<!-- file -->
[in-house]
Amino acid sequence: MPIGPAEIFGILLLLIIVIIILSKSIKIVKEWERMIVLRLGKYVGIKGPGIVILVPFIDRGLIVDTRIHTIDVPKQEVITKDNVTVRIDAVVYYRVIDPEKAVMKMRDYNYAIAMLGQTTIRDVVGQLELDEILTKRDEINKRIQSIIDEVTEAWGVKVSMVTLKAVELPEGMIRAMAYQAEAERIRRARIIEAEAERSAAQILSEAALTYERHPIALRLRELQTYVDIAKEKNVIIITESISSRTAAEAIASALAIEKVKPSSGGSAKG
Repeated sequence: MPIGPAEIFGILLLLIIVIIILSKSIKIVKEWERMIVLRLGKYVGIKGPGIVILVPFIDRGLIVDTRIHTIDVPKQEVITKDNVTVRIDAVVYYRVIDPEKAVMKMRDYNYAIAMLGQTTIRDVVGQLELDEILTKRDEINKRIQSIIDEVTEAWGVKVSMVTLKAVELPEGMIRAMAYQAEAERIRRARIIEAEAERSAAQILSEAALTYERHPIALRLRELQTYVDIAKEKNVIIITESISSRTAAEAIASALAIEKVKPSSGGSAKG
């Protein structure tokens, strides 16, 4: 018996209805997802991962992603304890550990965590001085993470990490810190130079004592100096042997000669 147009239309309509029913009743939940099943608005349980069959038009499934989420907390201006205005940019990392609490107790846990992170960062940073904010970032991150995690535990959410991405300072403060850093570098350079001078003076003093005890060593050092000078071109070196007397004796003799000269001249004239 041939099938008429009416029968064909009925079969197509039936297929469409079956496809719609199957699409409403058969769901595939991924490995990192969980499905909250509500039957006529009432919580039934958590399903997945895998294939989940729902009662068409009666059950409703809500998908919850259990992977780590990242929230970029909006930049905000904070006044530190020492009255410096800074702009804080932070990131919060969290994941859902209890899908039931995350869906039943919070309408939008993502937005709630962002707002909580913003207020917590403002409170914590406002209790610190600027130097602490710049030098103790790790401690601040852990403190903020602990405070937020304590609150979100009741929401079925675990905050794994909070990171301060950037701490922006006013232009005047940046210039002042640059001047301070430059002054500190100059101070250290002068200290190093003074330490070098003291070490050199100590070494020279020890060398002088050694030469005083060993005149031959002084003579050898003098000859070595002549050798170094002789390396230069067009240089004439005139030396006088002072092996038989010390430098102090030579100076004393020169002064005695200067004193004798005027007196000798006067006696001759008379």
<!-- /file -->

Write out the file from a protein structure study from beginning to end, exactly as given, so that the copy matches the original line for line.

[in-house]
Amino acid sequence: MPIGPAEIFGILLLLIIVIIILSKSIKIVKEWERMIVLRLGKYVGIKGPGIVILVPFIDRGLIVDTRIHTIDVPKQEVITKDNVTVRIDAVVYYRVIDPEKAVMKMRDYNYAIAMLGQTTIRDVVGQLELDEILTKRDEINKRIQSIIDEVTEAWGVKVSMVTLKAVELPEGMIRAMAYQAEAERIRRARIIEAEAERSAAQILSEAALTYERHPIALRLRELQTYVDIAKEKNVIIITESISSRTAAEAIASALAIEKVKPSSGGSAKG
Repeated sequence: MPIGPAEIFGILLLLIIVIIILSKSIKIVKEWERMIVLRLGKYVGIKGPGIVILVPFIDRGLIVDTRIHTIDVPKQEVITKDNVTVRIDAVVYYRVIDPEKAVMKMRDYNYAIAMLGQTTIRDVVGQLELDEILTKRDEINKRIQSIIDEVTEAWGVKVSMVTLKAVELPEGMIRAMAYQAEAERIRRARIIEAEAERSAAQILSEAALTYERHPIALRLRELQTYVDIAKEKNVIIITESISSRTAAEAIASALAIEKVKPSSGGSAKG
């Protein structure tokens, strides 16, 4: 018996209805997802991962992603304890550990965590001085993470990490810190130079004592100096042997000669 147009239309309509029913009743939940099943608005349980069959038009499934989420907390201006205005940019990392609490107790846990992170960062940073904010970032991150995690535990959410991405300072403060850093570098350079001078003076003093005890060593050092000078071109070196007397004796003799000269001249004239 041939099938008429009416029968064909009925079969197509039936297929469409079956496809719609199957699409409403058969769901595939991924490995990192969980499905909250509500039957006529009432919580039934958590399903997945895998294939989940729902009662068409009666059950409703809500998908919850259990992977780590990242929230970029909006930049905000904070006044530190020492009255410096800074702009804080932070990131919060969290994941859902209890899908039931995350869906039943919070309408939008993502937005709630962002707002909580913003207020917590403002409170914590406002209790610190600027130097602490710049030098103790790790401690601040852990403190903020602990405070937020304590609150979100009741929401079925675990905050794994909070990171301060950037701490922006006013232009005047940046210039002042640059001047301070430059002054500190100059101070250290002068200290190093003074330490070098003291070490050199100590070494020279020890060398002088050694030469005083060993005149031959002084003579050898003098000859070595002549050798170094002789390396230069067009240089004439005139030396006088002072092996038989010390430098102090030579100076004393020169002064005695200067004193004798005027007196000798006067006696001759008379």